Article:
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Sounding like one of today’s Progressives attacking “trickle-down economics,” he continues:
He mocks the people who proposes that the Government shall protect the rich and that they in turn will care for the laboring poor. Any intermediary between the people and their Government or the least delegation of the care and protection the Government owes to the humblest citizen in the land makes the boast of free institutions a glittering delusion and the pretended boon of American citizenship a shameless imposition.
Call for Reform
And he’s not finished. The speaker calls for reform, which he expects would have the support “of all who believe that the contented competence and comfort of many accord better with the spirit of our institutions than colossal fortunes unfairly gathered in the hands of a few” (emphasis added).
No. It is neither of them.
Casting a wider net, perhaps it is the “free market socialist” writer and editor Benjamin Tucker?
It is Grover Cleveland, the 22nd and 24th president of the United States. The occasion: his December 1888 State of the Union address, delivered a month after losing his reelection bid in the electoral college (but not in the popular vote) to Benjamin Harrison.
Source of Privilege: The Tariff
The source of corporate privilege that raised Cleveland’s ire was the tariff, one of Tucker’s despised “four monopolies.” (Back in the day, it was said, “The tariff is the mother of trusts.”) As Cleveland puts it, “It can not be denied that the selfish and private interests which are so persistently heard when efforts are made to deal in a just and comprehensive manner with our tariff laws are related to, if they are not responsible for, the sentiment largely prevailing among the people that the General Government is the fountain of individual and private aid.”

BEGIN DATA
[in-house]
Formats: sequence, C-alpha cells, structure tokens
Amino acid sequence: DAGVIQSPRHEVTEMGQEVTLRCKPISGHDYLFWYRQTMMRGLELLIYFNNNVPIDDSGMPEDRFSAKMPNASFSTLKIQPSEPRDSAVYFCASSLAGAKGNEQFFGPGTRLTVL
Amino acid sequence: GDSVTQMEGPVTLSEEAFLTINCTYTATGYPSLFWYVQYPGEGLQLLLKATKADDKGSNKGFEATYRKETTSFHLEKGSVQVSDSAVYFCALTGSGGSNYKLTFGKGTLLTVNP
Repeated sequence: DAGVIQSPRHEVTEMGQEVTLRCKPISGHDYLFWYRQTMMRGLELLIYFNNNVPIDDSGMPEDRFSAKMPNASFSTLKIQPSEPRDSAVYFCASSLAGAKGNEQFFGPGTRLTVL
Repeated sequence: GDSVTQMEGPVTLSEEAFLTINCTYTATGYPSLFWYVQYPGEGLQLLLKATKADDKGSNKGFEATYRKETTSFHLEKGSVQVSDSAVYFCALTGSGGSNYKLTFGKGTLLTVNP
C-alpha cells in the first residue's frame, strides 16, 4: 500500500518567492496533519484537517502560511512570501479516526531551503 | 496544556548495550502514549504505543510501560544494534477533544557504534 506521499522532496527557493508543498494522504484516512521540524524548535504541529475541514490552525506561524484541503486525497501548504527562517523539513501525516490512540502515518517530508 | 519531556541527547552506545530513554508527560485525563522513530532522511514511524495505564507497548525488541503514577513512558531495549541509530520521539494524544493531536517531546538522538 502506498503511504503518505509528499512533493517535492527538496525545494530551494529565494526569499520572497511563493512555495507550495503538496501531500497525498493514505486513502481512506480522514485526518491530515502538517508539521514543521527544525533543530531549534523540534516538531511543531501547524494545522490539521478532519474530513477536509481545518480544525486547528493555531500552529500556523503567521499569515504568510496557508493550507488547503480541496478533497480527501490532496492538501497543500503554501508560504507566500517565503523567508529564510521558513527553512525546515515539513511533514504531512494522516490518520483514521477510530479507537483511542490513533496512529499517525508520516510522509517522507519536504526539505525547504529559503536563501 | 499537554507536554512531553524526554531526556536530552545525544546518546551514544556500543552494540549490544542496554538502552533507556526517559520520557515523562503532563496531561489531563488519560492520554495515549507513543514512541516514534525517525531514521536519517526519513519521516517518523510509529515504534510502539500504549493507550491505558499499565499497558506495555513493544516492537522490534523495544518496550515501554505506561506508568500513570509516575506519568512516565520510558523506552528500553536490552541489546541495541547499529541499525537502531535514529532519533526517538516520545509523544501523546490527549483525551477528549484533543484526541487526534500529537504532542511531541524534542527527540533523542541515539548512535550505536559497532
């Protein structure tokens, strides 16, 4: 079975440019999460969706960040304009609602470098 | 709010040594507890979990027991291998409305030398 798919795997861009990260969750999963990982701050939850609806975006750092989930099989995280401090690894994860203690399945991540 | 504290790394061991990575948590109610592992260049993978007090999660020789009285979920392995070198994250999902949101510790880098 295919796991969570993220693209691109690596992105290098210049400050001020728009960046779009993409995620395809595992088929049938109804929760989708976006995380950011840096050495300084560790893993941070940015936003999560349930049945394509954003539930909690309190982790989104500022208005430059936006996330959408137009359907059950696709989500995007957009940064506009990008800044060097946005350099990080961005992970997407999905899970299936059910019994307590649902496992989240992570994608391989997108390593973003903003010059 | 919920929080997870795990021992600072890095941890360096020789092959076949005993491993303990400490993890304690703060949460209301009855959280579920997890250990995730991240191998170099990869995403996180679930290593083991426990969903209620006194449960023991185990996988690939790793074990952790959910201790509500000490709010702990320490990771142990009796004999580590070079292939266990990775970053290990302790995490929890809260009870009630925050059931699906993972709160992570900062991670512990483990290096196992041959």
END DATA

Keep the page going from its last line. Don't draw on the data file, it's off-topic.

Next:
Then, astoundingly, he adds:
Communism is a hateful thing and a menace to peace and organized government; but the communism of combined wealth and capital, the outgrowth of overweening cupidity and selfishness, which insidiously undermines the justice and integrity of free institutions, is not less dangerous than the communism of oppressed poverty and toil, which, exasperated by injustice and discontent, attacks with wild disorder the citadel of rule. [Emphasis added.]
Note what Cleveland is saying: The impetus for communism is not the masses’ or intellectuals’ envy of wealth earned through achievement in the market, but rather honest people’s frustration at being exploited through the collusion of capital and State, which Cleveland also labels a form of “communism.” In another place he refers to the “communism of pelf.”
No Laissez Faire